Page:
Thursday, July 28, 2011
On Tuesday evening we participated as guest reviewers on another Montreal blog site called "Mr. Lew's Great Burger Search". Mr. Lew is a man who searches Montreal and sometimes other surrounding cities looking for great burgers to share with his readers. After responding to a twitter invitation to join him on a future review location, a date and time were arranged for us to meet with Mr Lew at Méchant Boeuf.
Méchant Boeuf is located on St Paul street in Old Montreal attached to Hotel Nelligan. The first thing we noticed as you approach the restaurant are the large windows of the store-front wide open to the street allowing plenty of natural light to bless the happy hour crowd. We enter to find an upscale looking restaurant with dark wood and burgundy tones, almost like a modern take on the classic steak house decor. They seem to have a pretty large seating capacity with a nice long bar including a seafood and raw bar.
Tuesday, July 26, 2011
This weekend we went out to chef Chuck Hughes' new restaurant, Le Bremner. Though it has had very little promotion, word-of-mouth in Montreal and on social media spread like wild-fire about the opening of this restaurant making it the talk of the town for the past month. As it turns out, Le Bremner is a casual sort of seafood restaurant with a perhaps not so casual price tag.
The restaurant is on St Paul street in Old Montreal directly opposite Marché Bonsecours. Don't look for a sign that reads "Le Bremner" because there isn't one, just a low key sign that says "Restaurant". The restaurant is below street level, almost hidden. If you're tall, watch your head as you walk down the stairs towards the entrance because the overhang above is waiting for your forehead. Upon entering, to your right is the bar with really cool lighting above made of an old sail from a boat and a small kitchen station separate from the main kitchen which seems to be where the cold appetizers are made, to the left the dining room complete with chandeliers and the exit to the terrasse out back. Brick walls, distressed floors that are concrete in some areas and wood in others, and some pretty eclectic design choices make the place feel very laid-back.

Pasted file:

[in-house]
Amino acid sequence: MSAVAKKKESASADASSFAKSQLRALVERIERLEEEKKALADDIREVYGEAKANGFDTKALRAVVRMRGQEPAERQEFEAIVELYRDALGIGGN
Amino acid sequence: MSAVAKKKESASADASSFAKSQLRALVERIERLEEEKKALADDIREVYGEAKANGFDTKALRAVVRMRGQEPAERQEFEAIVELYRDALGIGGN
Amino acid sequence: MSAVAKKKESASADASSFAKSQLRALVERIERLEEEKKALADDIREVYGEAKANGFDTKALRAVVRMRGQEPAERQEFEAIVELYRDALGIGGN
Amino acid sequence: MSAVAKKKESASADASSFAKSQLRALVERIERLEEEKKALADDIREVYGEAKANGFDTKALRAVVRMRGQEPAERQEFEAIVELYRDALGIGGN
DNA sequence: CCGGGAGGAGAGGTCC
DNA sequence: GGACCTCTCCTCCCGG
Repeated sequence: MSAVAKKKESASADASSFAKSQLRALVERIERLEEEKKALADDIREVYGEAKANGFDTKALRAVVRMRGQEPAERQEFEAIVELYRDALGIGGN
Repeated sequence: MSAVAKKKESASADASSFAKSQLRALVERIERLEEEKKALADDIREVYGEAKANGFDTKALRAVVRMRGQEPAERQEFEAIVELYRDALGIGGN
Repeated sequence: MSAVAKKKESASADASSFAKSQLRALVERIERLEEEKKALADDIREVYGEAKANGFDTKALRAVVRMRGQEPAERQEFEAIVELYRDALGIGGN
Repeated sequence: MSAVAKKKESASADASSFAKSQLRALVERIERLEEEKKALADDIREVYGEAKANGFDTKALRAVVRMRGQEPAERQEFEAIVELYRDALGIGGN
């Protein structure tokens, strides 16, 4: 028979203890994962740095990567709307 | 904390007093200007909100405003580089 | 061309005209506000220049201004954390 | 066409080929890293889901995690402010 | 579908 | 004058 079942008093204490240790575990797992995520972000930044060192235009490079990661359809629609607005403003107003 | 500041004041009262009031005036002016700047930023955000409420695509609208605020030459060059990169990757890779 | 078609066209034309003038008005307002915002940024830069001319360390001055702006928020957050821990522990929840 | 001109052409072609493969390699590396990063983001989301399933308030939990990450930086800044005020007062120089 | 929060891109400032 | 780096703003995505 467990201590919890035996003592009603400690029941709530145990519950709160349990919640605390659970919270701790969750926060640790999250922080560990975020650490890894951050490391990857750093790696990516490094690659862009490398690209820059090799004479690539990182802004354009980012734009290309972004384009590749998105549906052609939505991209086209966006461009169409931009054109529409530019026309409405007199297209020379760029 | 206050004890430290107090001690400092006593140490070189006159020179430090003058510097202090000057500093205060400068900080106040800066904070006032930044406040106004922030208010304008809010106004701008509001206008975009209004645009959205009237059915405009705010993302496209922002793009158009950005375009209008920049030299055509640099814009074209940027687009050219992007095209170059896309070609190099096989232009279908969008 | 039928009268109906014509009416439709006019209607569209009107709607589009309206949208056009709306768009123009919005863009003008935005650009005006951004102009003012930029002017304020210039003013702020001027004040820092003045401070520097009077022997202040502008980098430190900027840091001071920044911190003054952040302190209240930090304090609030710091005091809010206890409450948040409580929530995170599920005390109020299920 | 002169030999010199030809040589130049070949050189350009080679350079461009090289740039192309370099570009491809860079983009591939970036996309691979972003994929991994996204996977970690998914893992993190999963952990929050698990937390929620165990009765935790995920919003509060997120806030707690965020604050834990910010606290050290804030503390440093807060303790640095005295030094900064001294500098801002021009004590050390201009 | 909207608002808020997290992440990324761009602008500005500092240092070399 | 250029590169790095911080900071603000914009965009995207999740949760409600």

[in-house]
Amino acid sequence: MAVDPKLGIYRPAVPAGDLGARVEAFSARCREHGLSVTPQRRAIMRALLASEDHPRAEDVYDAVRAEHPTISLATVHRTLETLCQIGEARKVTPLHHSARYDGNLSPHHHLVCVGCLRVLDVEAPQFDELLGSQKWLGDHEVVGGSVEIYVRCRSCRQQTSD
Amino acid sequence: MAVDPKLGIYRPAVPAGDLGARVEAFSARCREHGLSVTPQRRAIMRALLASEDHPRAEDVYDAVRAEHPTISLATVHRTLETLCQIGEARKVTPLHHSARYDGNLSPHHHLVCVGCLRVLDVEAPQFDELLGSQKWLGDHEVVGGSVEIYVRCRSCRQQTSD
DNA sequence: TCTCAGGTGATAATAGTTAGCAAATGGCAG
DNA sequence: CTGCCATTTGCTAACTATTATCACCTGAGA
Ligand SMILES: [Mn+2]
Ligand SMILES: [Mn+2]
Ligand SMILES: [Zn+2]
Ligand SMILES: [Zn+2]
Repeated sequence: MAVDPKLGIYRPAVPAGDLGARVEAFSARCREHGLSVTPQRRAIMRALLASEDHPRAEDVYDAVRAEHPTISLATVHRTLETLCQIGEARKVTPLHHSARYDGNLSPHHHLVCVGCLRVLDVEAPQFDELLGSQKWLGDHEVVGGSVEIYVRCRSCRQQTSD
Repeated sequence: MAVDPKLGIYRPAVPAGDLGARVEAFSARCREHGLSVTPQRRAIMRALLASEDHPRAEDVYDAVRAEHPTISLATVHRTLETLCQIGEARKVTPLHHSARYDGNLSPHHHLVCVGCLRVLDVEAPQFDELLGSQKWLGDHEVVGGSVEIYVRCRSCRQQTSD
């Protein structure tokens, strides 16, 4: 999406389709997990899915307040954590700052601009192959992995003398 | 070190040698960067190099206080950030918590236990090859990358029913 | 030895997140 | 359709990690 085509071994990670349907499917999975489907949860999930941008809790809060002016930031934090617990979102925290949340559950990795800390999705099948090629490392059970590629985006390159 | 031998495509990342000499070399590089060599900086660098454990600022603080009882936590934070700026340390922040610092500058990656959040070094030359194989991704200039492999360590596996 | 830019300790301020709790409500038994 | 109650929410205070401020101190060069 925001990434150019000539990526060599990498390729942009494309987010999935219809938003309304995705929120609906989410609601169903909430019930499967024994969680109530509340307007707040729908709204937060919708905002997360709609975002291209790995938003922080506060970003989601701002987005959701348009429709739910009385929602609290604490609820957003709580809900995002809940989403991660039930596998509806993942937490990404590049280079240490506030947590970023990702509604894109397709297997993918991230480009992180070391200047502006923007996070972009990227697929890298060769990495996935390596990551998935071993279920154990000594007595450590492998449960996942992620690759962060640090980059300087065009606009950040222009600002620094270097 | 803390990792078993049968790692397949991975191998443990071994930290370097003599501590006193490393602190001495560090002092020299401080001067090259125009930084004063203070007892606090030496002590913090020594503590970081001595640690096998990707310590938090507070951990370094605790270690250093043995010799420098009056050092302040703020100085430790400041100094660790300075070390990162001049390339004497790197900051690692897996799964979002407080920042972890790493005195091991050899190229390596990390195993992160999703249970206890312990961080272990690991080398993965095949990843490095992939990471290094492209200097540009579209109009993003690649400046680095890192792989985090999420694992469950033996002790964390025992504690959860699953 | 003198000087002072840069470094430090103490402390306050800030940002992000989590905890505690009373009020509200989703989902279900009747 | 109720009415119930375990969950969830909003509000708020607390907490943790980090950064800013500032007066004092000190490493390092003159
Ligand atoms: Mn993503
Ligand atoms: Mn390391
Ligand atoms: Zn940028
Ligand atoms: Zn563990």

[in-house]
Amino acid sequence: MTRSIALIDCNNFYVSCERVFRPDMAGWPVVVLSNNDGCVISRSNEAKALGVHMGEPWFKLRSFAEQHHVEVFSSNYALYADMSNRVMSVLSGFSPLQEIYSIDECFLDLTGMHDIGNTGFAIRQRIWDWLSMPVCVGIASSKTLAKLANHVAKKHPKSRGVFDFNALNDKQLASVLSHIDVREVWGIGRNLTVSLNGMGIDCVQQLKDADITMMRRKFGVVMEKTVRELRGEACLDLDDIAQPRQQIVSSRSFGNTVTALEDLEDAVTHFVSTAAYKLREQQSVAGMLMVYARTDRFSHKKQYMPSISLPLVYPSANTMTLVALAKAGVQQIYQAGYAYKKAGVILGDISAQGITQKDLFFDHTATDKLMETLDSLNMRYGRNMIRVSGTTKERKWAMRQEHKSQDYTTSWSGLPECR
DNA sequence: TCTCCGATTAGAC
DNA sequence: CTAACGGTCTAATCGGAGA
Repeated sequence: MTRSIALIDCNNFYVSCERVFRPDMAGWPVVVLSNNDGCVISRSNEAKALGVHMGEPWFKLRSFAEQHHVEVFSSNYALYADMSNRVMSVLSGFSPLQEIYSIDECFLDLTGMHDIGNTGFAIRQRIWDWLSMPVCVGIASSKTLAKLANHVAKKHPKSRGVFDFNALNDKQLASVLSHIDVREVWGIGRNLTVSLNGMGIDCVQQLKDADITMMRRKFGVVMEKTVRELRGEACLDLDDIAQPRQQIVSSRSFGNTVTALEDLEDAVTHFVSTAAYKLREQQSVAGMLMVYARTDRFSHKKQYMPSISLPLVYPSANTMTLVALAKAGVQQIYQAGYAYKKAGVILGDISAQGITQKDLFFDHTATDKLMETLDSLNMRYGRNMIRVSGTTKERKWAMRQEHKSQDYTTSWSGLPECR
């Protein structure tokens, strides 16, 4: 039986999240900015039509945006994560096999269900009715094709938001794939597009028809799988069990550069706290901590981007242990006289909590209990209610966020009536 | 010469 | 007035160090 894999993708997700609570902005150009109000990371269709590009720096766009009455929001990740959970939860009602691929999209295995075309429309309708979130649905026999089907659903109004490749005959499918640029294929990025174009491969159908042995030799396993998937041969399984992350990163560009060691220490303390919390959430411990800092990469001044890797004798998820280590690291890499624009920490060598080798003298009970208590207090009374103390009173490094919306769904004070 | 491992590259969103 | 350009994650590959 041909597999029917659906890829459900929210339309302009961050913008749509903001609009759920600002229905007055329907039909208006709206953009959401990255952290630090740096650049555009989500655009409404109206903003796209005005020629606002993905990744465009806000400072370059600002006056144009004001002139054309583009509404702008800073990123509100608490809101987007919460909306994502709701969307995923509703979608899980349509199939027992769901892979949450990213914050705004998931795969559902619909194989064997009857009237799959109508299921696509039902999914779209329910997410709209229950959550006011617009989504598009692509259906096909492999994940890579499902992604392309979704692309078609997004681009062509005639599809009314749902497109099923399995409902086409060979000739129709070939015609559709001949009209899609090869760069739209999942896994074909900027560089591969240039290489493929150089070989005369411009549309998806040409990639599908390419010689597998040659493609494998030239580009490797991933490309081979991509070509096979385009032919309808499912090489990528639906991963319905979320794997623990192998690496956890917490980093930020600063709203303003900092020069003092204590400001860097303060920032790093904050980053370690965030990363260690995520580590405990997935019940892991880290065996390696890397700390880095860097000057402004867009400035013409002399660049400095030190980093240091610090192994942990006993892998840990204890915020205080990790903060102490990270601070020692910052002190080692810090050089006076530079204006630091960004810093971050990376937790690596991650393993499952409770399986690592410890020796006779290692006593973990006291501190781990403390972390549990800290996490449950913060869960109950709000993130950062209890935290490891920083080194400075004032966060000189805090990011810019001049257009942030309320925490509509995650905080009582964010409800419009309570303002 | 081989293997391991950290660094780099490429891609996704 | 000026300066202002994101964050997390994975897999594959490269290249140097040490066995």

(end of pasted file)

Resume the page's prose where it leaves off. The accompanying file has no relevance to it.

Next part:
Wednesday, July 20, 2011
A few weeks ago we connected with an old friend and discovered he was another food blogger who runs the site Jarred Reviews. We made plans to go for dinner a short time later at a restaurant that we all wanted to try but none of us had yet been to; after a short deliberation we agreed on L'Orignal.
The restaurant is on Saint-Alexis, a small cobblestone street in Old Montreal. The door is solitary on the block the restaurant is situated on, the signage is low-key and the lighting is inviting. You enter to find a basement restaurant that feels as though a designer made a strong effort to try and make it feel cottage-cozy. Upon closer examination the handful of birch tree branches, wildlife and landscape wallpaper and the carved moose head on the wall just came off feeling a little forced and polished for a true lodge feeling. Exceptions were a beautiful oyster bar, great floors and really nice tables and chairs. Overall the ambiance and decor are nice, but not quite authentic in the chalet or lodge sense. Seriously though - an authentic mounted moose head was glaringly absent in a restaurant named L'Orignal.
Saturday, July 9, 2011
The two of us have a personal fondness for this restaurant because it's the place where we shared our first date, and now we would like to share it with our readers. We rarely visit in the winter time, always opting for heavy meals and stick-to-your-ribs meaty cooking, but as soon as the weather gets nice and the terrasses open all over the city, the first place that comes to our minds is La Moulerie. The restaurant is on Bernard street just west of Parc amongst plenty of boutiques, bistros and reasonably heavy pedestrian traffic. For whatever the reason, when we sit out on the terrasse here it just feels so much like what we imagine might be the picturesque dream that tourists have in their mind when they come to Montreal searching for that little piece of Europe in North America. Sitting on the terrasse at La Moulerie with a pint of Stella waiting for a steaming pot of mussels helps us to slow down and see what we so often overlook being locals.
Friday, July 1, 2011
Before refrigeration an ice house was where people used to go to purchase ice for their iceboxes. Once refrigeration was invented ice houses in the southern United States diversified to become early forms of the modern convenience store, selling groceries and cold beer. Today the term icehouse in Texas and the surrounding areas basically means a bar or a place to go for a drink and maybe a bite to eat.
Texas native and owner of another Montreal restaurant - Kitchenette, Nick Hodge has brought a little taste of the Texas ice house concept to Montreal and appropriately named it Icehouse. The restaurant is a small space with a lot to offer on Roy between St Denis and St Laurent. The walls, floors, tables, stools and chairs are all wood. Casually dressed staff, mounted long-horns, a texas flag painted on the back door and even a hilarious mounted jackalope help to drive home the casual nature of this spot. We especially liked the ornate iron gate that surrounded the terrasse area accessible through a giant garage door store-front.